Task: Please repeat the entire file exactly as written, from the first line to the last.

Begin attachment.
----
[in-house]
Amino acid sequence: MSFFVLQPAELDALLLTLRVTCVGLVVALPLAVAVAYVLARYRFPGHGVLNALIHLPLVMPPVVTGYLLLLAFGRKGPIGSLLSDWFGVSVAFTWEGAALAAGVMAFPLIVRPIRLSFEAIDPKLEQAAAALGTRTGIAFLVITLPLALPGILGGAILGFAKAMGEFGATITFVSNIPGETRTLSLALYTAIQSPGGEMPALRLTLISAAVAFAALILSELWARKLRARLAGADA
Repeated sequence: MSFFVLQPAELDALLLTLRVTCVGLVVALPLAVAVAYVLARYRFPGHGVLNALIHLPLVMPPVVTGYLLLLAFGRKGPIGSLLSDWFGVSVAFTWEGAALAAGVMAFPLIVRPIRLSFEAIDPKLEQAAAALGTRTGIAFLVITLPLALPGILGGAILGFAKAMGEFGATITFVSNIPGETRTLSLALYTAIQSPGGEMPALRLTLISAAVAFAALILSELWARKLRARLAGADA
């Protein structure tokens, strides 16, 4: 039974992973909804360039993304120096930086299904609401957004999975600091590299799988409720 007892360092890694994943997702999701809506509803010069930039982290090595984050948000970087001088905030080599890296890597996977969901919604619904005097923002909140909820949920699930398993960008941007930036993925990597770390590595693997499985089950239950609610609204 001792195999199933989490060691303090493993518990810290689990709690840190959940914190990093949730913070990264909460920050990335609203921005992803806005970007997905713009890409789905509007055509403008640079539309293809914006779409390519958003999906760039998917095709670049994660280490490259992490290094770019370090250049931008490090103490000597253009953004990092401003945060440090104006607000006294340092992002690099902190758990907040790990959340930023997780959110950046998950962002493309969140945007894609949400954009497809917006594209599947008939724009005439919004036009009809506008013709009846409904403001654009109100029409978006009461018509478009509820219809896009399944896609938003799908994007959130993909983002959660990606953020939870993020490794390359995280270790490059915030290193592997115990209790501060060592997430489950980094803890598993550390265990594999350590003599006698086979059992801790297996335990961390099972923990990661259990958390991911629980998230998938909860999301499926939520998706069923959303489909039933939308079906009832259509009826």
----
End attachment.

[in-house]
Amino acid sequence: MSFFVLQPAELDALLLTLRVTCVGLVVALPLAVAVAYVLARYRFPGHGVLNALIHLPLVMPPVVTGYLLLLAFGRKGPIGSLLSDWFGVSVAFTWEGAALAAGVMAFPLIVRPIRLSFEAIDPKLEQAAAALGTRTGIAFLVITLPLALPGILGGAILGFAKAMGEFGATITFVSNIPGETRTLSLALYTAIQSPGGEMPALRLTLISAAVAFAALILSELWARKLRARLAGADA
Repeated sequence: MSFFVLQPAELDALLLTLRVTCVGLVVALPLAVAVAYVLARYRFPGHGVLNALIHLPLVMPPVVTGYLLLLAFGRKGPIGSLLSDWFGVSVAFTWEGAALAAGVMAFPLIVRPIRLSFEAIDPKLEQAAAALGTRTGIAFLVITLPLALPGILGGAILGFAKAMGEFGATITFVSNIPGETRTLSLALYTAIQSPGGEMPALRLTLISAAVAFAALILSELWARKLRARLAGADA
């Protein structure tokens, strides 16, 4: 039974992973909804360039993304120096930086299904609401957004999975600091590299799988409720 007892360092890694994943997702999701809506509803010069930039982290090595984050948000970087001088905030080599890296890597996977969901919604619904005097923002909140909820949920699930398993960008941007930036993925990597770390590595693997499985089950239950609610609204 001792195999199933989490060691303090493993518990810290689990709690840190959940914190990093949730913070990264909460920050990335609203921005992803806005970007997905713009890409789905509007055509403008640079539309293809914006779409390519958003999906760039998917095709670049994660280490490259992490290094770019370090250049931008490090103490000597253009953004990092401003945060440090104006607000006294340092992002690099902190758990907040790990959340930023997780959110950046998950962002493309969140945007894609949400954009497809917006594209599947008939724009005439919004036009009809506008013709009846409904403001654009109100029409978006009461018509478009509820219809896009399944896609938003799908994007959130993909983002959660990606953020939870993020490794390359995280270790490059915030290193592997115990209790501060060592997430489950980094803890598993550390265990594999350590003599006698086979059992801790297996335990961390099972923990990661259990958390991911629980998230998938909860999301499926939520998706069923959303489909039933939308079906009832259509009826």